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Can anyone give me any pointers to resources detailing the structures and algorithms used "under the hood" of the .NET DataSet class?

I'm currently working in a language that doesn't have an implementation of a generic in-memory data structure like the DataSet class. I may end up having to build one myself (but not as extensive!), but I would like to have a better idea of how existing systems are put together before I start hacking away. (Thank you Douglas Hofstadter)

I'm reading through the Mono implementation, but any other links, articles, or ideas would be appreciated.

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5 Answers 5

up vote 4 down vote accepted

Fire up Reflector and go straight to the source...

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You can legally download the original source code for DataSet from Microsoft, which will give you access to everything, including original comments. However, if you are implementing a similar system/product, you should carefully study the license to ensure you aren't likely to breach it by looking at the source code.

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Reflector is available at http://www.red-gate.com/products/reflector/index.htm, and will allow you to see exactly how DataSet is implemented.

You will also want to look at DataAdapter, especially DbDataAdapter.Fill, DataTable, especially DataTable.Load, and DataRow and DbDataReader. You might then want to look at some of the specifici implementations like SqlDataAdapter, SqlCommand, etc.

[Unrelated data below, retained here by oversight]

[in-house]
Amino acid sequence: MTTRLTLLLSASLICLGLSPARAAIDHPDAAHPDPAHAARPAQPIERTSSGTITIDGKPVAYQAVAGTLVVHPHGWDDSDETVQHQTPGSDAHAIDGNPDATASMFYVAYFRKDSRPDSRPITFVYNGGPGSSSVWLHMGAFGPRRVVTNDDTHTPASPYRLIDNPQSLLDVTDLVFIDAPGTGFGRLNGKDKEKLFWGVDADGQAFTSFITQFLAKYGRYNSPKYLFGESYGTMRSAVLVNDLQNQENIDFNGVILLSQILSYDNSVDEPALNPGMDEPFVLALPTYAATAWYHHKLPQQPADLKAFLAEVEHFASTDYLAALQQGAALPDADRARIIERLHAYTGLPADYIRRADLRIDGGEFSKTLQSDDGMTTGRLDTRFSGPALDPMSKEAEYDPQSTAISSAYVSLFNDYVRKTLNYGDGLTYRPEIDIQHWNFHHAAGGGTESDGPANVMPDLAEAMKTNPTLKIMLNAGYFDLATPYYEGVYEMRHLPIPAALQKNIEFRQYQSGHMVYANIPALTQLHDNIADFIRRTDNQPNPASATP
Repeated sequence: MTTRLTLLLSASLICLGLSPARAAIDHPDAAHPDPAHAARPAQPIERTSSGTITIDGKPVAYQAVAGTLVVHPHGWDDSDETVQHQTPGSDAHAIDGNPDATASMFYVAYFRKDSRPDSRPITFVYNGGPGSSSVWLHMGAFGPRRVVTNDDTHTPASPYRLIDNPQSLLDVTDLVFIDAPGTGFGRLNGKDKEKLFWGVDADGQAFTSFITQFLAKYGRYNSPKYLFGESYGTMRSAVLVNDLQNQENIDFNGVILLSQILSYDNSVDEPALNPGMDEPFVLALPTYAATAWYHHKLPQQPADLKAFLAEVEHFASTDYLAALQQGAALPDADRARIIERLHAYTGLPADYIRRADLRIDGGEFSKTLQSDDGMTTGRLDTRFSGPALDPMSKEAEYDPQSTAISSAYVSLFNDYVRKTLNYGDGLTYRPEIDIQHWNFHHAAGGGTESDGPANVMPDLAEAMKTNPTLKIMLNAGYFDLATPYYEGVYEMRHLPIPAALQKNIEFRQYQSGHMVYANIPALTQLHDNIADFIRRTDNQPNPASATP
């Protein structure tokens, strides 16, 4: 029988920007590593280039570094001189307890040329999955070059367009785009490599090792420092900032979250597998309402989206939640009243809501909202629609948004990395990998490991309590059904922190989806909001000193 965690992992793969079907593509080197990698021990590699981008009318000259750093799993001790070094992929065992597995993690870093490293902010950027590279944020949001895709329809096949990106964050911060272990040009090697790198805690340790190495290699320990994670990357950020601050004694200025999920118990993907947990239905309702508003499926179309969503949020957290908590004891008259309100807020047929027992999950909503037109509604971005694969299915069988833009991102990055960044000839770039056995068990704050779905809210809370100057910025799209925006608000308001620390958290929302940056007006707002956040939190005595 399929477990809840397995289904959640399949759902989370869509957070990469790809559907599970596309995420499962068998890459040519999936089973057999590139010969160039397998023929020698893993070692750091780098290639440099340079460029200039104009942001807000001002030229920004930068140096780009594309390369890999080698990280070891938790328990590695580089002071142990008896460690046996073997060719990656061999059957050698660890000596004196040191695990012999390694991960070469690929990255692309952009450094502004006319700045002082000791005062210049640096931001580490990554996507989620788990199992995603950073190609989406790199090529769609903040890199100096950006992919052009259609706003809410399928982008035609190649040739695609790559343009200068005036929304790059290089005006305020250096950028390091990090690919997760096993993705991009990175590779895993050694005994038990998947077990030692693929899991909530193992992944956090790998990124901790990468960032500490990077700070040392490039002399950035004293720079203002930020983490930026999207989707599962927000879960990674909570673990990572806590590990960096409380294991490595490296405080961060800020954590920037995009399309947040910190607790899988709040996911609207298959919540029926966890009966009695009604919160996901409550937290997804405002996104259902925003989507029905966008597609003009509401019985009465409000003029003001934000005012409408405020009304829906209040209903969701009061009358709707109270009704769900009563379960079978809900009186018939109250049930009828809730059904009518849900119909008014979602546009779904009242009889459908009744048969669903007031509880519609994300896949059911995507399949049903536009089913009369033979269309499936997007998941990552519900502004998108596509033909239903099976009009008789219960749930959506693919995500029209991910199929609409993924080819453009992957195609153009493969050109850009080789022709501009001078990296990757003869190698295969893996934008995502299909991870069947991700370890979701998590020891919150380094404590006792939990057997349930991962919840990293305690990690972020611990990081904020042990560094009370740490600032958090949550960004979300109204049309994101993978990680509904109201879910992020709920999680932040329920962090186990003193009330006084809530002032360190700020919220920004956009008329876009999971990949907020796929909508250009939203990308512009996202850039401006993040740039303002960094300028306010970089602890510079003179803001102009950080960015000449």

Note that DataSet is proof of the old adage about everything looking like a nail. It was over-used in .NET. In particular, do not use it to transfer data between a web service and its clients - it does not interoperate well.

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The key datastructure of the ADO.Net DataSet is the Red-Black tree

It is complex, but has good worst-case running time for its operations and is efficient in practice: it can search, insert, and delete in O(log n) time, where n is total number of elements in the tree. Put very simply, a red-black tree is a binary search tree which inserts and removes intelligently, to ensure the tree is reasonably balanced.

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The book called Programming ADO.Net 2.0 core reference has an excellent description of datasets, including many issues and internal data structures discussed.

The major implementation of the dataset relies on Red/Black self balancing trees.

The other large caveat that the book mentioned is that the lookup of data code via strings was not implemented efficiently, as it uses string comparison to search a lookup table for the appropriate column. You could get quite good increases in lookup performance on both tables and on columns by hardcoding in the numbers of your rows. Of course this is a maintenance nightmare unless you write a tool to do it for you.

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